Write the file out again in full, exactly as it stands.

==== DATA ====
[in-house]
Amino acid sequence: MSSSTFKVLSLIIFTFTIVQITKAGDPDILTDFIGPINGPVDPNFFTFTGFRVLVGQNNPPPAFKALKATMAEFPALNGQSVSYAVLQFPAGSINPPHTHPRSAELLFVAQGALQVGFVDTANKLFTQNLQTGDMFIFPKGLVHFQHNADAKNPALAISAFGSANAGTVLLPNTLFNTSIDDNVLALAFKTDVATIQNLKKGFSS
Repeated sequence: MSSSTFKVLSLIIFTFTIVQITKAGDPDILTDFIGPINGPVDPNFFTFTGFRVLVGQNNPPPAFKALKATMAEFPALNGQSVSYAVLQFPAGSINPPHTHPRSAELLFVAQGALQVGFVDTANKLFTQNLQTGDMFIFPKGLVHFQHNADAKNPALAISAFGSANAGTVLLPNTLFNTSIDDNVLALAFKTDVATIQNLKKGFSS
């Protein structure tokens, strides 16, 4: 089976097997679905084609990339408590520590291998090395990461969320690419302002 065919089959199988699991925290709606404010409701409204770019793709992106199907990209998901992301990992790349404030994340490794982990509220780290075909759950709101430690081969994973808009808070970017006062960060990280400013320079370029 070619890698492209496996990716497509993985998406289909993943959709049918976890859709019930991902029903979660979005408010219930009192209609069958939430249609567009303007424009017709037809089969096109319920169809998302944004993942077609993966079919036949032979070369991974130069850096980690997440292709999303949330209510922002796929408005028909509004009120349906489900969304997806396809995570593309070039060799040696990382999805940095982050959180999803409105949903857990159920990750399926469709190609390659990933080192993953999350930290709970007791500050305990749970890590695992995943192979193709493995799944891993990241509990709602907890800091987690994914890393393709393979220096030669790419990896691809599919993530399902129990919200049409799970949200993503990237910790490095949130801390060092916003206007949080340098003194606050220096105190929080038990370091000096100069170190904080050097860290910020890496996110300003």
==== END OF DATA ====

[in-house]
Amino acid sequence: MSSSTFKVLSLIIFTFTIVQITKAGDPDILTDFIGPINGPVDPNFFTFTGFRVLVGQNNPPPAFKALKATMAEFPALNGQSVSYAVLQFPAGSINPPHTHPRSAELLFVAQGALQVGFVDTANKLFTQNLQTGDMFIFPKGLVHFQHNADAKNPALAISAFGSANAGTVLLPNTLFNTSIDDNVLALAFKTDVATIQNLKKGFSS
Repeated sequence: MSSSTFKVLSLIIFTFTIVQITKAGDPDILTDFIGPINGPVDPNFFTFTGFRVLVGQNNPPPAFKALKATMAEFPALNGQSVSYAVLQFPAGSINPPHTHPRSAELLFVAQGALQVGFVDTANKLFTQNLQTGDMFIFPKGLVHFQHNADAKNPALAISAFGSANAGTVLLPNTLFNTSIDDNVLALAFKTDVATIQNLKKGFSS
């Protein structure tokens, strides 16, 4: 089976097997679905084609990339408590520590291998090395990461969320690419302002 065919089959199988699991925290709606404010409701409204770019793709992106199907990209998901992301990992790349404030994340490794982990509220780290075909759950709101430690081969994973808009808070970017006062960060990280400013320079370029 070619890698492209496996990716497509993985998406289909993943959709049918976890859709019930991902029903979660979005408010219930009192209609069958939430249609567009303007424009017709037809089969096109319920169809998302944004993942077609993966079919036949032979070369991974130069850096980690997440292709999303949330209510922002796929408005028909509004009120349906489900969304997806396809995570593309070039060799040696990382999805940095982050959180999803409105949903857990159920990750399926469709190609390659990933080192993953999350930290709970007791500050305990749970890590695992995943192979193709493995799944891993990241509990709602907890800091987690994914890393393709393979220096030669790419990896691809599919993530399902129990919200049409799970949200993503990237910790490095949130801390060092916003206007949080340098003194606050220096105190929080038990370091000096100069170190904080050097860290910020890496996110300003």